337 Westminster Street
Providence, RI 02903
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Though state founder Roger Williams was a teacher to many, the colony of Rhode Island never established a system of common schools. Newport was the first town to try having a public school. But schools there came in fits and starts. As early as 1640, there was some mention of schooling. And as early as 1685, there was talk of a school building. But this building had fallen down by 1700, and it took until 1739 to finish erecting a new school — which was then destroyed by fire in 1774. For 50 years after the fire, no physical school existed in Newport.
Providence was even slower to take to the idea of public education. In 1663, the State General Assembly authorized a grant of land for a school. But as of 1725, there was simply a classroom held at the State House, while no free schooling throughout Providence existed. In 1768, the city held a vote on instituting free public schools, but the proposal was defeated. Over 120 years after Massachusetts had compelled towns to provide free taxpayer-funded public schooling; such a school system was voted down in Providence. Meanwhile, in Barrington — which was then part of Swansea, Mass. — a free school was established in 1673.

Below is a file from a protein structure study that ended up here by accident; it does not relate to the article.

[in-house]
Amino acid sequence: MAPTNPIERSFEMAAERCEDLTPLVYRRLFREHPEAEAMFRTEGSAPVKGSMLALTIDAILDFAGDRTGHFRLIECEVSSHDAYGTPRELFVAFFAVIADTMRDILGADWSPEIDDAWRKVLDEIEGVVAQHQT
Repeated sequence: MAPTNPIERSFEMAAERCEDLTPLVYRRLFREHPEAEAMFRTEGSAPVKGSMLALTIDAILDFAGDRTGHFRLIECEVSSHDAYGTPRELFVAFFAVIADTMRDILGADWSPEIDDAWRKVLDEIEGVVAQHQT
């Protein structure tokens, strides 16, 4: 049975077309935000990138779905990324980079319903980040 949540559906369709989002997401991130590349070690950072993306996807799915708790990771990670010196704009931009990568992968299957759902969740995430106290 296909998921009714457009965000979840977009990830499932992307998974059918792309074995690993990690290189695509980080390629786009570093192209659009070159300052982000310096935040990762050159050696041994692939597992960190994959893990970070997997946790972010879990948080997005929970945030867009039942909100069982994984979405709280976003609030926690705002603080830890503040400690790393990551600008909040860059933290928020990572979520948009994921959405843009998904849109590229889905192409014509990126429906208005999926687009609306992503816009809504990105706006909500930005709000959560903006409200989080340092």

In the end, it was not until 1828 that a free system of public education came to Providence. Providence civic leader John Howland established a system of free public education by means of the School Act in 1828. During the 1830s and 1840s, that system grew and prospered, especially in Providence, owing to the exertions of Samuel Bridgham, Nathan Bishop, and Thomas Wilson Dorr. Education specialist Henry Barnard was recruited as the first state commissioner of education until 1849, with the aim of bringing the other towns to the high educational level which had been achieved by Providence. Barnard observed that "the city of Providence has already gained to itself an extended reputation and made itself a bright example to many other cities." In 1883 Rhode Island instituted a statewide free and compulsory education.
Portions excerpted from:
History matters for Rhode Island education by Daniel Carrigg published in the Brown Daily Herald